Poems eBook

Denis Florence MacCarthy
This eBook from the Gutenberg Project consists of approximately 63 pages of information about Poems.

THE WORDS ADAPTED TO “THE COSSAKA,”

One of the most ancient of the Russ Airs.

Has Time a changeling made of thee? 
Oh! no; and thou art all to me: 
He bares the forest, but his pow’rs
                Impair not love like ours.

Tho’ sever’d from each other’s sight,
When once we meet we shall unite,
As dew-drops down the lily run,
                And, touching, blend in one.

For thee this bosom learnt to grieve,
Another never made it heave;
When present, oh! it was thy throne,
                And, absent, thine alone.

Then may my trembling pilgrim feet
In safety find thy lov’d retreat! 
And, if I’m doom’d to drop with care,
                 Still let me perish there!

TO MISS ATKINSON,

ON THE EXTREME DIFFIDENCE WHICH SHE

DISPLAYS TO STRANGERS.

Just as a fawn, in forest shade,
  Trembling to meet th’ admiring eye,
I’ve seen thee try to hide, sweet maid! 
  Thy charms behind thy modesty.

Thus too I’ve seen at midnight steal
  A fleecy cloud before the wind,
And veil, tho’ it could not conceal,
  The brilliant light that shone behind.

LINES

Upon reading the Journal of a Friend’s Tour into Scotland, in which the picturesque Scenery and the Character of the People are fairly and liberally stated.

Much injur’d, Scotia! was thy genuine worth,
When late the[A] surly Rambler wandered forth
    In brown[B] surtout, with ragged staff,
    Enough to make a savage laugh! 
And sent the faithless legend from his hand,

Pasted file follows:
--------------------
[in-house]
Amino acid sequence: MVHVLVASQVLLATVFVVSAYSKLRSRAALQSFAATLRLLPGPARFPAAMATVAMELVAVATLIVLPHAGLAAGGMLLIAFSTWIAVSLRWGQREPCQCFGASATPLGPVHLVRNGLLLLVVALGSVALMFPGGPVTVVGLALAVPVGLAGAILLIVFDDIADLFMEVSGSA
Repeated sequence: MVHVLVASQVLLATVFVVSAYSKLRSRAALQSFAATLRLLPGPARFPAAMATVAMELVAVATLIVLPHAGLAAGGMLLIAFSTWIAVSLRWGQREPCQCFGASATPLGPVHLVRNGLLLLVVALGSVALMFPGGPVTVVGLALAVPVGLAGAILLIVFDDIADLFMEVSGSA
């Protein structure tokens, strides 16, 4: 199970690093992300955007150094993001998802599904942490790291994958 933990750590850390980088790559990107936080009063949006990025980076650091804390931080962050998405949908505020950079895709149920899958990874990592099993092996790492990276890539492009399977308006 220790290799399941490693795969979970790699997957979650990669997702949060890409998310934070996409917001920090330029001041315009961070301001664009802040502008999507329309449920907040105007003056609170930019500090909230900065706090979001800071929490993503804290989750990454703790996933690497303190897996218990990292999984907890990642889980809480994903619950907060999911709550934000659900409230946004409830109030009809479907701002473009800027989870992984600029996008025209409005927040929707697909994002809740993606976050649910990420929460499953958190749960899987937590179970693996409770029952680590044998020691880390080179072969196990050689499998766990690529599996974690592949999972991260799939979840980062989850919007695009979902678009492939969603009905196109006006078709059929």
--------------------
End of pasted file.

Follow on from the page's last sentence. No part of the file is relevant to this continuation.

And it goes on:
That Want and Famine scour’d thy bladeless land,

That with thee Nature wore a wrinkled face,
That not a leaf e’er shed its sylvan grace,
    But, harden’d by their northern wind,
    Rude, deceitful, and unkind,
Thy half-cloth’d sons their oaten cake denied,
Victims at once of penury and pride.

Happy for thee! a lib’ral Briton here,
Gentle yet shrewd, tho’ learned not severe. 
    Fairly thy merit dares impart,
    Asserts thy hospitable heart,
Proves that luxuriance smiles upon thy plains,
And wit and valour grace thy hardy swains.

[Footnote A:  Dr. Johnson, author of the Rambler.] [Footnote B:  Alluding to his dress, as described by Mr. Boswell.]

LINES

WRITTEN UPON A HILL,

On leaving the Country.

Ah! sweet romantic spot, adieu! 
Ere your green fields again I view,
These looks may change their youthful hue.

Dependence sternly bids me part
From all that ye, lov’d scenes! impart,
Far from my treasure and my heart.

Tho’ winter shall your bloom invade,
Fancy may visit ev’ry shade,
Each bow’r shall kiss the wand’ring maid.

Copyrights
Project Gutenberg
Poems from Project Gutenberg. Public domain.
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